Raisin, Walnut, Cinnamon Bread from Uncle Mike’s Bakery

Cloudberry Preserves

This was  accompanied by coffee. The food was all wonderful but you know what really makes a great brunch? The people you share it with. Here we are in deep conversation about the issues of the day or maybe it was just a discussion about the latest Scandinavian Noir mystery series we watched on Netflix?

The Brunch Bunch minus the photographer.

Below is the recipe for the Egg Bake. So simple yet sooo good.

Egg Bake a la Barbara (feeds 6 – 8 hungry people)

11 large eggs
1 cup milk ( 2% is fine)
3/4 tsp salt
1/2 tsp black pepper
Dash cayenne pepper, to taste
1 1/2 Cups White Sharp Cheddar cheese, coarsely grated

•  Preheat oven to 425 degrees. Butter a 2 quart shallow baking dish ( about 2″ deep)
•  Whisk together the eggs, milk, S&P, and Cayenne till smooth, then whisk in the
•  Pour mixture into baking dish. Bake until puffed and golden, and the eggs are set.
Check at 20 minutes. Time seems to vary 20-25 minutes.

A very versatile recipe. You can try it with fresh herbs or different cheeses. Makes a great presentation for your guests if you can time it to come out of the oven just before everyone is seated.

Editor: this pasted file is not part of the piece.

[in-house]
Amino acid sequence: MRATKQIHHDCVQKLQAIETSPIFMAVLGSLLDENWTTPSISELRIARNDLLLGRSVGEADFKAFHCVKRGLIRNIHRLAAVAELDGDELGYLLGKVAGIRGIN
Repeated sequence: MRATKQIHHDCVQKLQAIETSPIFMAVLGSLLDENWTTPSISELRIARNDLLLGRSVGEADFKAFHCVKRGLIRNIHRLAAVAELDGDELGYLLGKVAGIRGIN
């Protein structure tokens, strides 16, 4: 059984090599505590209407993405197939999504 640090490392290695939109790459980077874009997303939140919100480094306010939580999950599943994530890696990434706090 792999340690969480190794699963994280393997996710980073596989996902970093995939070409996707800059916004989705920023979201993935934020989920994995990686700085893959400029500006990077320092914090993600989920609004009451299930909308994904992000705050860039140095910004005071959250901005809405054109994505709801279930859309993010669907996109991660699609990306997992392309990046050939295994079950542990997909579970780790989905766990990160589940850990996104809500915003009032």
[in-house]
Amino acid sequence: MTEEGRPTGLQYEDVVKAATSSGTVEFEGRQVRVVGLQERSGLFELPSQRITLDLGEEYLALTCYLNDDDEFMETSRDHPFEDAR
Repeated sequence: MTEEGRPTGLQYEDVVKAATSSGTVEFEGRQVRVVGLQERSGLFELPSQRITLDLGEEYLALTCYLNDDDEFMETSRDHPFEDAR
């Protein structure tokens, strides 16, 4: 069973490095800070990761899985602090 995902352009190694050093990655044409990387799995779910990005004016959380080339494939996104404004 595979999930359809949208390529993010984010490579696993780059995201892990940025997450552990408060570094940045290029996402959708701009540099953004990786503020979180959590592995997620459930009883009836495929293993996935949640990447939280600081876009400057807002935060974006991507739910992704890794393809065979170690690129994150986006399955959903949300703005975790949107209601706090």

Another Turn of the Page: I was Absent. I was Traveling.

“He read while he walked. He read while he ate. The other librarians suspected he somehow read while he slept, or perhaps didn’t sleep at all.”
Laini Taylor, Strange the Dreamer

I very rarely miss this book group but it happened to fall during migration and I was off birding in Ohio. That doesn’t mean I wasn’t reading. I take books with me whenever and where ever I travel. However, I usually moderate our group and keep a list of what was read by the members. This month I asked someone to send me a list of the books. I loved the list I got. Those attending just passed a sheet around and everyone wrote down their book. Here is the list I received.Feel free to read their comments. I will add brief annotations to the list below.1. The Secret Life of Violet Grant (Schuyler Sisters #1) by Beatriz Williams (2014) 432 pages. I just had to quote a reviewer on Goodreads for this obvious Summer read, It had two awesome superstar heroines, lots of mystery, lots of banter, lots of cocktails, espionage, broken hearts and international travel! Plus did I say amazing lunches of tomato soup and grilled cheese and yummy breakfasts of Yuban coffee, bacon, scrambled eggs and toast? Oh…lest I forget…cigarette smoking…inside buildings! Yes…it was that era!